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Lampshade Game For Teaching Lean Manufacturing

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Conference

2007 Annual Conference & Exposition

Location

Honolulu, Hawaii

Publication Date

June 24, 2007

Start Date

June 24, 2007

End Date

June 27, 2007

ISSN

2153-5965

Conference Session

Emerging Technologies in Manufacturing Education II

Tagged Division

Manufacturing

Page Count

11

Page Numbers

12.1003.1 - 12.1003.11

Permanent URL

https://peer.asee.org/2969

Download Count

1034

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Paper Authors

biography

Ertunga Ozelkan University of North Carolina-Charlotte

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Ertunga C. Ozelkan, Ph.D., is an Assistant Professor of Engineering Management and the Associate Director of the Center for Lean Logistics and Engineered Systems at the University of North Carolina at Charlotte. Before joining academia, Dr. Ozelkan worked for i2 Technologies, a leading supply chain software vendor in the capacity of a Customer Service and Global Curriculum Manager and a Consultant. He also worked as a project manager and a consultant for Tefen Consulting in the area of productivity improvement for Hitech firms. Dr. Ozelkan holds a Ph.D. degree in Systems and Industrial Engineering from the University of Arizona. His teaching and research is on supply chain management, production control, lean systems, decision analysis and systems optimization. Dr. Ozelkan is the recipient of IIE’s 2006 Lean Division Excellence in Teaching Award.

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biography

Agnes Galambosi University of North Carolina-Charlotte

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Agnes Galambosi earned her PhD in Systems and Industrial Engineering from the University of Arizona in Tucson. She also hold two MS degrees: one in Systems Engineering from the University of Arizona in Tucson, one in Meteorology from Eotvos Lorand University in Budapest, Hungary. She currently teaches at the Mechanical Engineering and Engineering Science Department at the University of North Carolina Charlotte. Her research interests include a wide range of topics from educational games in college teaching to engineering management and optimization problems and applying systems methods to climate change modelling.

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Abstract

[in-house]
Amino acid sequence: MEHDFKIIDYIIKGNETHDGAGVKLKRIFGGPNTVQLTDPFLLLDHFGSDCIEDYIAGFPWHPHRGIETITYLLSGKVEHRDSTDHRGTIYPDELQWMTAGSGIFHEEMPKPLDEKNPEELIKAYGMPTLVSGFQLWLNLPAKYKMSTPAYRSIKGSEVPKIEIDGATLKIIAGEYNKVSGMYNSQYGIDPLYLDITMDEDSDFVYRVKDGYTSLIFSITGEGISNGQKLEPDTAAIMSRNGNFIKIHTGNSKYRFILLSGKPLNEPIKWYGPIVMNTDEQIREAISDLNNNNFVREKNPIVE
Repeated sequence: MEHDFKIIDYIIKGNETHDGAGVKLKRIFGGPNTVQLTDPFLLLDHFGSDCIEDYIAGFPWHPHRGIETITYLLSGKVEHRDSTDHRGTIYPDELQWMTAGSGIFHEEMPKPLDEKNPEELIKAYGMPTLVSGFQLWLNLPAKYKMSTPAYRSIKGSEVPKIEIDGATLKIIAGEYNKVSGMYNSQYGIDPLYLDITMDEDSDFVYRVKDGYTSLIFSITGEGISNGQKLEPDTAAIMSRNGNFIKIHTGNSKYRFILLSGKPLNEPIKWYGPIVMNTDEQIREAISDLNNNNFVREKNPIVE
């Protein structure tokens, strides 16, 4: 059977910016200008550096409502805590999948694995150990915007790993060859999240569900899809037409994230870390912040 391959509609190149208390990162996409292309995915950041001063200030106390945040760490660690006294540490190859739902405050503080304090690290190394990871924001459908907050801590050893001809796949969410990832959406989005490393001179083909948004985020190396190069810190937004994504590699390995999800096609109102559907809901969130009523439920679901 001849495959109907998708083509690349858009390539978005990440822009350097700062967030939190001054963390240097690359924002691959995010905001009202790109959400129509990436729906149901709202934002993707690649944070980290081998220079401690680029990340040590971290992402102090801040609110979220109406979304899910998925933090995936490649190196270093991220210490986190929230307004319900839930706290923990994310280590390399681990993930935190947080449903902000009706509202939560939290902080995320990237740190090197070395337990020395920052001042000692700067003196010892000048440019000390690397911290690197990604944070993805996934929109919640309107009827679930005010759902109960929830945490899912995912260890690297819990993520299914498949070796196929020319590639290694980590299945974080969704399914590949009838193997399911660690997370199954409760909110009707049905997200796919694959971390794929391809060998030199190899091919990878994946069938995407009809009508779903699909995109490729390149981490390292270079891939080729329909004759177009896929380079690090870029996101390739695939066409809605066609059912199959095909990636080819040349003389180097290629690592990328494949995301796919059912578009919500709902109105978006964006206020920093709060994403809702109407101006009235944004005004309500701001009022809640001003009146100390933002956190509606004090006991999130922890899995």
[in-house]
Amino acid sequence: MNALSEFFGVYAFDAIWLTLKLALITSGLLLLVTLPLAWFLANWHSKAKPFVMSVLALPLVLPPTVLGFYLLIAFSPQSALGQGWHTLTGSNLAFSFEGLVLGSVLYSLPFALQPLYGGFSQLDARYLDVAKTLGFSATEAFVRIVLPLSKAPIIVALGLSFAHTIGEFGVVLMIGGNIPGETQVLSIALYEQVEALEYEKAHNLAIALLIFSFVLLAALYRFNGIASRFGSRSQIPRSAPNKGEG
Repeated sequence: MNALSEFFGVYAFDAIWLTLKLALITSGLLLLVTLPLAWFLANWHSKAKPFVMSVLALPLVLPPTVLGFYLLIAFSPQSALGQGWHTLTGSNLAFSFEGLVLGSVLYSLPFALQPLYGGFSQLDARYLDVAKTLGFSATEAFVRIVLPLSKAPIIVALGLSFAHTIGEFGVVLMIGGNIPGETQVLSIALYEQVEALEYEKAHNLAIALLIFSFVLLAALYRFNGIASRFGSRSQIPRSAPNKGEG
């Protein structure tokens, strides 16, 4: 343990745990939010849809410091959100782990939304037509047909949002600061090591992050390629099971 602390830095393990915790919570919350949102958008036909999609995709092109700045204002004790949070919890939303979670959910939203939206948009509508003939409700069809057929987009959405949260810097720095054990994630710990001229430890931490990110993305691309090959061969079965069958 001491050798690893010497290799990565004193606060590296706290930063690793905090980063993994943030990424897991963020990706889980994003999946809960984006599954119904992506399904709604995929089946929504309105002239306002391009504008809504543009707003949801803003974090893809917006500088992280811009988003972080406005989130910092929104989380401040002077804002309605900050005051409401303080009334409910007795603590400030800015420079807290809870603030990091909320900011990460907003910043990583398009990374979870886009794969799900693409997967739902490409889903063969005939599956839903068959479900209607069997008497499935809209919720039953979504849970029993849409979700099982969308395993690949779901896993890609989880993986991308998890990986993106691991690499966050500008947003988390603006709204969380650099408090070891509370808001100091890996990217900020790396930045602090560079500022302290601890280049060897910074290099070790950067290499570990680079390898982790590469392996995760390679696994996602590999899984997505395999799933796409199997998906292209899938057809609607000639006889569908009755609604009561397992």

NOTE: The first page of text has been automatically extracted and included below in lieu of an abstract

Lampshade Game for Teaching Lean Manufacturing

Abstract

Implementing lean manufacturing concepts is essential for companies in the manufacturing and service industries to survive in the very competitive global marketplace. A key point is to eliminate waste while delivering value to the customers. Thus, graduates from engineering programs such as manufacturing, industrial and systems engineering and engineering management must be able to focus and apply lean principles as they transition to the industry.

The purpose of this paper is to present a new game named the “Lampshade Game” that can be beneficial for teaching lean manufacturing concepts to both undergraduate and graduate students. The Lampshade Game demonstrates the advantages and disadvantages of some of the key lean manufacturing principles (such as customer focus, quality focus, JIT, flexible manufacturing, setup and rework reduction) in comparison to craft and mass manufacturing by manually simulating the production of lampshades for each of the process types. The students form teams, and ideally each team should have a chance to manufacture lampshades using all three forms of manufacturing. The manufacturing performance is gauged and compared by different key performance indicators including inventory levels, total manufacturing cycle time, customer fill rate, and production yield. This paper will describe the game, its objectives and share experiences from a classroom implementation.

1. Introduction and Literature Review

Engineering graduates have to be educated in different production principles in order to be competitive as they transition to the industry. As Wang-Chavez et al.10 highlights it, nowadays it is necessary to create “ready to execute” graduates from engineering programs. Production principles and strategies like “lean” can be taught using some of the traditional approaches such as industry projects, case studies, company visits or class projects. But it is possible to make the learning process even more efficient: using games. Many useful and interesting games exist in

Ozelkan, E., & Galambosi, A. (2007, June), Lampshade Game For Teaching Lean Manufacturing Paper presented at 2007 Annual Conference & Exposition, Honolulu, Hawaii. https://peer.asee.org/2969

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